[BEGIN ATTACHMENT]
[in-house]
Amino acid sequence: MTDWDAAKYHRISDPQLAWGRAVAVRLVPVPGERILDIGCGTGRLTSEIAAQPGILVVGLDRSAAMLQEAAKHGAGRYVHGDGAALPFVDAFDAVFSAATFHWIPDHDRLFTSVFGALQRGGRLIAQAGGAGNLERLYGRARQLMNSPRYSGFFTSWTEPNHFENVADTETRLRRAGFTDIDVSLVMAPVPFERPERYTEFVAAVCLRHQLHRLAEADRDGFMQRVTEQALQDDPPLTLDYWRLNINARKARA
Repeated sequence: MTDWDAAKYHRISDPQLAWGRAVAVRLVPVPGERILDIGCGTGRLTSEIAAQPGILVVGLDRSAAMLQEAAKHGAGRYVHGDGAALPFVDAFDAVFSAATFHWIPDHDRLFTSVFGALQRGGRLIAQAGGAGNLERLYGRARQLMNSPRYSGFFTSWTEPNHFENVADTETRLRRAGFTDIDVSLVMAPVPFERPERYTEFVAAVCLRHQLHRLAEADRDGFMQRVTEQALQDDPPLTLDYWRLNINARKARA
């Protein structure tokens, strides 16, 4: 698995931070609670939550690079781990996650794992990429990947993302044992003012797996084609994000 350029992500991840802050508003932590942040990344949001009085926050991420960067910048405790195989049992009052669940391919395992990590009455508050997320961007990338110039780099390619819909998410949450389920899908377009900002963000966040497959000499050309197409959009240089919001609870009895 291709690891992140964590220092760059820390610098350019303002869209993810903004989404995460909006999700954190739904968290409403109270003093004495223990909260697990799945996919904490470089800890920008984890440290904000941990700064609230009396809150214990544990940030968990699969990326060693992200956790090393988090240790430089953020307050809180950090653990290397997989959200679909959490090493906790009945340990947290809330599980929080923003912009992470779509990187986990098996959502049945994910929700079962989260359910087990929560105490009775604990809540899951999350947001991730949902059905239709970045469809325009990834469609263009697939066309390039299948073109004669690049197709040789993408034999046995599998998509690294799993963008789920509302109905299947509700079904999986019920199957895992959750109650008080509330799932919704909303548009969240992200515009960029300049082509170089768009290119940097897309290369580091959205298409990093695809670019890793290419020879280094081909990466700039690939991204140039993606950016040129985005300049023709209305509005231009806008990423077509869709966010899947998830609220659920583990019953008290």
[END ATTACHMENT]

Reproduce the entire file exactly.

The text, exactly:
[in-house]
Amino acid sequence: MTDWDAAKYHRISDPQLAWGRAVAVRLVPVPGERILDIGCGTGRLTSEIAAQPGILVVGLDRSAAMLQEAAKHGAGRYVHGDGAALPFVDAFDAVFSAATFHWIPDHDRLFTSVFGALQRGGRLIAQAGGAGNLERLYGRARQLMNSPRYSGFFTSWTEPNHFENVADTETRLRRAGFTDIDVSLVMAPVPFERPERYTEFVAAVCLRHQLHRLAEADRDGFMQRVTEQALQDDPPLTLDYWRLNINARKARA
Repeated sequence: MTDWDAAKYHRISDPQLAWGRAVAVRLVPVPGERILDIGCGTGRLTSEIAAQPGILVVGLDRSAAMLQEAAKHGAGRYVHGDGAALPFVDAFDAVFSAATFHWIPDHDRLFTSVFGALQRGGRLIAQAGGAGNLERLYGRARQLMNSPRYSGFFTSWTEPNHFENVADTETRLRRAGFTDIDVSLVMAPVPFERPERYTEFVAAVCLRHQLHRLAEADRDGFMQRVTEQALQDDPPLTLDYWRLNINARKARA
């Protein structure tokens, strides 16, 4: 698995931070609670939550690079781990996650794992990429990947993302044992003012797996084609994000 350029992500991840802050508003932590942040990344949001009085926050991420960067910048405790195989049992009052669940391919395992990590009455508050997320961007990338110039780099390619819909998410949450389920899908377009900002963000966040497959000499050309197409959009240089919001609870009895 291709690891992140964590220092760059820390610098350019303002869209993810903004989404995460909006999700954190739904968290409403109270003093004495223990909260697990799945996919904490470089800890920008984890440290904000941990700064609230009396809150214990544990940030968990699969990326060693992200956790090393988090240790430089953020307050809180950090653990290397997989959200679909959490090493906790009945340990947290809330599980929080923003912009992470779509990187986990098996959502049945994910929700079962989260359910087990929560105490009775604990809540899951999350947001991730949902059905239709970045469809325009990834469609263009697939066309390039299948073109004669690049197709040789993408034999046995599998998509690294799993963008789920509302109905299947509700079904999986019920199957895992959750109650008080509330799932919704909303548009969240992200515009960029300049082509170089768009290119940097897309290369580091959205298409990093695809670019890793290419020879280094081909990466700039690939991204140039993606950016040129985005300049023709209305509005231009806008990423077509869709966010899947998830609220659920583990019953008290």